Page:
Roger von der Weid has been the CEO of Lalique Group SA (VTX:LLQ) since 2006. First, this article will compare CEO compensation with compensation at similar sized companies. Then we'll look at a snap shot of the business growth. Third, we'll reflect on the total return to shareholders over three years, as a second measure of business performance. The aim of all this is to consider the appropriateness of CEO pay levels.
How Does Roger von der Weid's Compensation Compare With Similar Sized Companies?
At the time of writing, our data says that Lalique Group SA has a market cap of CHF272m, and reported total annual CEO compensation of €682k for the year to December 2018. We think total compensation is more important but we note that the CEO salary is lower, at €602k. As part of our analysis we looked at companies in the same jurisdiction, with market capitalizations of CHF98m to CHF390m. The median total CEO compensation was CHF805k.
So Roger von der Weid is paid around the average of the companies we looked at. While this data point isn't particularly informative alone, it gains more meaning when considered with business performance.
The graphic below shows how CEO compensation at Lalique Group has changed from year to year.
Is Lalique Group SA Growing?
Lalique Group SA has reduced its earnings per share by an average of 4.3% a year, over the last three years (measured with a line of best fit). In the last year, its revenue is up 6.1%.
Few shareholders would be pleased to read that earnings per share are lower over three years. The fairly low revenue growth fails to impress given that the earnings per share is down. It's hard to argue the company is firing on all cylinders, so shareholders might be averse to high CEO remuneration. Shareholders might be interested in this free visualization of analyst forecasts.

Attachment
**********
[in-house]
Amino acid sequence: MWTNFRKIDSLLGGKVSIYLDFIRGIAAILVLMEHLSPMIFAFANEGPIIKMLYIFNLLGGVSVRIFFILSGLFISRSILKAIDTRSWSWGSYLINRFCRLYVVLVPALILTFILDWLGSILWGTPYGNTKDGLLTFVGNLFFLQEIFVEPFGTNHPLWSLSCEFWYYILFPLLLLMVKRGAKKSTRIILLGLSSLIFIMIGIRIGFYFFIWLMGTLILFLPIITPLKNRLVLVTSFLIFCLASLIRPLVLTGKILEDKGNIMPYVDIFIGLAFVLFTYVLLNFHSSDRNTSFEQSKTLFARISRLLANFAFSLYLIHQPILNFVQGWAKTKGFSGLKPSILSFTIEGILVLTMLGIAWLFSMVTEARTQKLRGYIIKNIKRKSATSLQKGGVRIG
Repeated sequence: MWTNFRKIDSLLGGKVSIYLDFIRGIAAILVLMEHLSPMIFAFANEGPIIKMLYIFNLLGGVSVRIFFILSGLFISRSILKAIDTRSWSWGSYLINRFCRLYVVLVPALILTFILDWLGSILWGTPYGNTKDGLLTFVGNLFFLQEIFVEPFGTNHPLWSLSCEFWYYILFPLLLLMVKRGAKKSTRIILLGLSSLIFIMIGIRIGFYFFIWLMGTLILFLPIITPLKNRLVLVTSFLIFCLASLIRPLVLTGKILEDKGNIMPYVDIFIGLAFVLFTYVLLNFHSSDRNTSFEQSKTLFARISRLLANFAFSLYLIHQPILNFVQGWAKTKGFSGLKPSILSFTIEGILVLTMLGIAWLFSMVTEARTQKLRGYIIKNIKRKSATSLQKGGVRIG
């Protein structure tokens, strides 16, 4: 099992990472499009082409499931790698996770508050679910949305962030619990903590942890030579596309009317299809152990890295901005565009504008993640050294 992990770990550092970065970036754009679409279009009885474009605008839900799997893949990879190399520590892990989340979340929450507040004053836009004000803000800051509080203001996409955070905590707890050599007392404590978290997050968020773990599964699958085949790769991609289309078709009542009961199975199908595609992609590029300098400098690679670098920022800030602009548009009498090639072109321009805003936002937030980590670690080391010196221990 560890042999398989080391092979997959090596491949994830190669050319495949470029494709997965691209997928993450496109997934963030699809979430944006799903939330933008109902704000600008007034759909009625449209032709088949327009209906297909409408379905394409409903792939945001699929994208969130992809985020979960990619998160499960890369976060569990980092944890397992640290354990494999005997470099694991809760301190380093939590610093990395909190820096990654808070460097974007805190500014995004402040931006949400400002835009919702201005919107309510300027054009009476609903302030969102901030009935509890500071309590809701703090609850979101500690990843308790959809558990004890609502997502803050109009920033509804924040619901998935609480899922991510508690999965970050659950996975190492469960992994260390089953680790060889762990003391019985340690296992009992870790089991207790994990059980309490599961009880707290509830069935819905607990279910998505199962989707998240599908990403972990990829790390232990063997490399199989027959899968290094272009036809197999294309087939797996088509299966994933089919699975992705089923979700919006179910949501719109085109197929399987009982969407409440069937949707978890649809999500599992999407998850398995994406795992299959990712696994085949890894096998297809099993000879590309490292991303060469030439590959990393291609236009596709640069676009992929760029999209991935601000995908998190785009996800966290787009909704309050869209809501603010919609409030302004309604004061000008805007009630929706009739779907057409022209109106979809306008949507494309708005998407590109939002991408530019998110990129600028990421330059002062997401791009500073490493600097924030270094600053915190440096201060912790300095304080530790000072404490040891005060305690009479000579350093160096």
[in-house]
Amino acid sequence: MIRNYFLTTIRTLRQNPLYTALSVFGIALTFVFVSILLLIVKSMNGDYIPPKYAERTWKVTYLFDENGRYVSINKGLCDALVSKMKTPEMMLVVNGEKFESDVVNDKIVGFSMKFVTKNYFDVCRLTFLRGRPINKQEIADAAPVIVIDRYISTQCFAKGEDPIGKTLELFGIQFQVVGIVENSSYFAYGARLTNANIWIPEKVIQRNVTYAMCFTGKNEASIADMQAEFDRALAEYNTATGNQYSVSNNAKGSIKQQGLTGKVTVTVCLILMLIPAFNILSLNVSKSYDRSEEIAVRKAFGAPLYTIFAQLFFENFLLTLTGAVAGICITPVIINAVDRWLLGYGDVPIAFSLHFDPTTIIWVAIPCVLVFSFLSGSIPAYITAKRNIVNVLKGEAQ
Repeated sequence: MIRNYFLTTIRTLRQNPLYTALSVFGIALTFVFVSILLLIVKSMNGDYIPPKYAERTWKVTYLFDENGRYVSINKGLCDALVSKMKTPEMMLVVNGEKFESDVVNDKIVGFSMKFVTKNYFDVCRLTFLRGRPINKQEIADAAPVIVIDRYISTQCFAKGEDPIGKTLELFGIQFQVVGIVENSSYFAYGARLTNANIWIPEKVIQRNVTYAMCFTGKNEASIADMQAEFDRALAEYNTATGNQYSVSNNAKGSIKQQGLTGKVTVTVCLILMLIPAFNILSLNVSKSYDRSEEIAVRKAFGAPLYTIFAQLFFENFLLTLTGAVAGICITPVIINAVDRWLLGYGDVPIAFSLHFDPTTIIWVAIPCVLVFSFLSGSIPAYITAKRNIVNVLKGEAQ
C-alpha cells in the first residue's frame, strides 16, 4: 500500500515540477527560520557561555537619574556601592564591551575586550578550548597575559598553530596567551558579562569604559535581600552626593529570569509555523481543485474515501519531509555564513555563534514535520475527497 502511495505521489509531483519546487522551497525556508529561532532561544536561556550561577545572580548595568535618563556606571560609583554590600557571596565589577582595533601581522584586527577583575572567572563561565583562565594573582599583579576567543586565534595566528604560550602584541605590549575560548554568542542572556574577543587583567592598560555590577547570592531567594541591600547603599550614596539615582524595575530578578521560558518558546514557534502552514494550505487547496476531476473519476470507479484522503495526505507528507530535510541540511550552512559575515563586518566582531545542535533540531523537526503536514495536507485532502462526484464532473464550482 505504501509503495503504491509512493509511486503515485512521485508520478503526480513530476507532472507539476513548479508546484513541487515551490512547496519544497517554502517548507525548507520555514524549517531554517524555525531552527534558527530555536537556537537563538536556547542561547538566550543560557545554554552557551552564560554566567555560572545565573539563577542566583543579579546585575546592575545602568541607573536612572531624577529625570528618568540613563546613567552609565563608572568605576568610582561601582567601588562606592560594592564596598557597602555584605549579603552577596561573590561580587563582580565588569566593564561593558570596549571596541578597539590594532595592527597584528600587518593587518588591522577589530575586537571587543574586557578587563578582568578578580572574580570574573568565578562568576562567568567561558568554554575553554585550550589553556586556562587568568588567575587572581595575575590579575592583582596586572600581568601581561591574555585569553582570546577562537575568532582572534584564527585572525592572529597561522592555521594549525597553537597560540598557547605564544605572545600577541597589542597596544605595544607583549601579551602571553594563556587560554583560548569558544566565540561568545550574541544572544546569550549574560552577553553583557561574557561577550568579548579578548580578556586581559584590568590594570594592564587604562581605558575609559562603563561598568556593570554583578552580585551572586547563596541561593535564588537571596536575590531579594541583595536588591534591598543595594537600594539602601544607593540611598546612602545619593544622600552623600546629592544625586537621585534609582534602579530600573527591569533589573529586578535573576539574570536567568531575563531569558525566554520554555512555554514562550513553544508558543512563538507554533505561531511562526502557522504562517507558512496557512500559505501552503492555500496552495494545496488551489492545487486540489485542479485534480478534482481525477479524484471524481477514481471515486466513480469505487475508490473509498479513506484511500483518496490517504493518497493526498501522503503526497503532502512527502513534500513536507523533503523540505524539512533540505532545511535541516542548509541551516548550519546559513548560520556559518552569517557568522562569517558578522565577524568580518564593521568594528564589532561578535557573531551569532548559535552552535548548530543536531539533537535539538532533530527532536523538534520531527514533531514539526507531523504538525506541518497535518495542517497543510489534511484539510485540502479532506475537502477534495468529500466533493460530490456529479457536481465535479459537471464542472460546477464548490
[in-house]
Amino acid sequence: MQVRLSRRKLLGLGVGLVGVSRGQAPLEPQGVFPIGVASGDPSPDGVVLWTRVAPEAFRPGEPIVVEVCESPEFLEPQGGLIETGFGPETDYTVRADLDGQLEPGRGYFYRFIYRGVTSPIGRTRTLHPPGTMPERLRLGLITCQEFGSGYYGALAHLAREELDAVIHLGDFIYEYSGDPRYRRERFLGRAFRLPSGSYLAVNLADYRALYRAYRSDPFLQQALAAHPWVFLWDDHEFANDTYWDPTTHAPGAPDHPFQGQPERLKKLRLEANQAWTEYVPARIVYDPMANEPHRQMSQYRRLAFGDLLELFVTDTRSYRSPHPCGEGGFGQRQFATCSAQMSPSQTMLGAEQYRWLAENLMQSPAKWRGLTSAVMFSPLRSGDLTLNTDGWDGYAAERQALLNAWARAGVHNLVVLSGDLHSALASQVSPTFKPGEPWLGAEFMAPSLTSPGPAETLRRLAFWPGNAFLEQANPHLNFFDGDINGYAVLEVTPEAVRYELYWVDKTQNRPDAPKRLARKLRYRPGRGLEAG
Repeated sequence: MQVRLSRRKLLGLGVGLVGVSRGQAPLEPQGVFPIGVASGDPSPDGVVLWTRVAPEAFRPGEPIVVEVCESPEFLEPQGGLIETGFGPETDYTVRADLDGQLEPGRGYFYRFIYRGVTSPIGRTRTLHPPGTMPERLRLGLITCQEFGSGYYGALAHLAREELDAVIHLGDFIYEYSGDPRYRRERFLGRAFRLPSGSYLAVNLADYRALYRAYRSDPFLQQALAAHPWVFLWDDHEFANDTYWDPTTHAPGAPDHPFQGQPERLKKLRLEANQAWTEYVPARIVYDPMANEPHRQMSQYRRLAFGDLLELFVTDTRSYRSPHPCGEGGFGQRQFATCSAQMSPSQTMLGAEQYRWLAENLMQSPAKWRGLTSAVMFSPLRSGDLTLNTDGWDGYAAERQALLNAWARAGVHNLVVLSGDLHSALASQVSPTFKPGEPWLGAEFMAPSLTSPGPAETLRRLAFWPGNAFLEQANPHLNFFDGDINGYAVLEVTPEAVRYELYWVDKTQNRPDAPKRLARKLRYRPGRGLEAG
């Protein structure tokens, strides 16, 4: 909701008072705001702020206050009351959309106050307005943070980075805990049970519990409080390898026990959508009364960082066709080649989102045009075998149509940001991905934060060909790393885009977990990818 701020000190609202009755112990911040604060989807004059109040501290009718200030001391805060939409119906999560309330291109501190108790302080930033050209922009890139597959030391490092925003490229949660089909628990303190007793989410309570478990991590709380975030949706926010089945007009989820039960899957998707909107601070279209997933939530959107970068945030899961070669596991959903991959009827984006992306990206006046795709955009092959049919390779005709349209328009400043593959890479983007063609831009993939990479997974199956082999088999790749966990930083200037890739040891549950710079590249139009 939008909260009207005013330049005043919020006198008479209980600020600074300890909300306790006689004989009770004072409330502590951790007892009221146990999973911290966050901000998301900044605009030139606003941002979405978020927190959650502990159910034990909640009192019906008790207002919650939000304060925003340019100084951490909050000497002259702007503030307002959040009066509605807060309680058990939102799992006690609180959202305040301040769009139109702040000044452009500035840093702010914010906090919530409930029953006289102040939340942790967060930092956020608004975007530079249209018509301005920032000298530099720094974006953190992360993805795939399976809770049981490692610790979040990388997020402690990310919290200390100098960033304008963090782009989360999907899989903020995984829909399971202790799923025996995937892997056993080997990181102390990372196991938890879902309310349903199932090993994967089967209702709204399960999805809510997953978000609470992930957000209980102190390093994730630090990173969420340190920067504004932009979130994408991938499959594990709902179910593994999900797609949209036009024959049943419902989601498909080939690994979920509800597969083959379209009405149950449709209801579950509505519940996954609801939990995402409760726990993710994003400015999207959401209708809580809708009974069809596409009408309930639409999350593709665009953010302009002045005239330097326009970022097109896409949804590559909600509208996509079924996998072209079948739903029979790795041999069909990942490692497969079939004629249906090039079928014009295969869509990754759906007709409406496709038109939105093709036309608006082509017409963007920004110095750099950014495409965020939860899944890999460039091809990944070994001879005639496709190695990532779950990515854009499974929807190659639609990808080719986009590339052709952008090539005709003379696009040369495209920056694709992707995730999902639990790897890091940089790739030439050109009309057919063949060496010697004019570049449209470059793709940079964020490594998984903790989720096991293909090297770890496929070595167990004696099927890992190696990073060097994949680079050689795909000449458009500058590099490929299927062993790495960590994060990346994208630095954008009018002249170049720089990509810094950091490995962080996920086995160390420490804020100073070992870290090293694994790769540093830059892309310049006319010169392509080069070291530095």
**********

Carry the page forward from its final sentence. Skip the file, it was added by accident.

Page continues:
Has Lalique Group SA Been A Good Investment?
Lalique Group SA has generated a total shareholder return of 18% over three years, so most shareholders would be reasonably content. But they probably wouldn't be so happy as to think the CEO should be paid more than is normal, for companies around this size.
Roger von der Weid is paid around the same as most CEOs of similar size companies.
We feel that earnings per share have been a bit disappointing, but and we don't think the total returns are amazing. We're not saying the CEO pay is too generous, but we'd venture the company should look to improve its business metrics (and share price) before paying any more. CEO compensation is one thing, but it is also interesting to check if the CEO is buying or selling Lalique Group (free visualization of insider trades).
Of course, you might find a fantastic investment by looking elsewhere. So take a peek at this free list of interesting companies.
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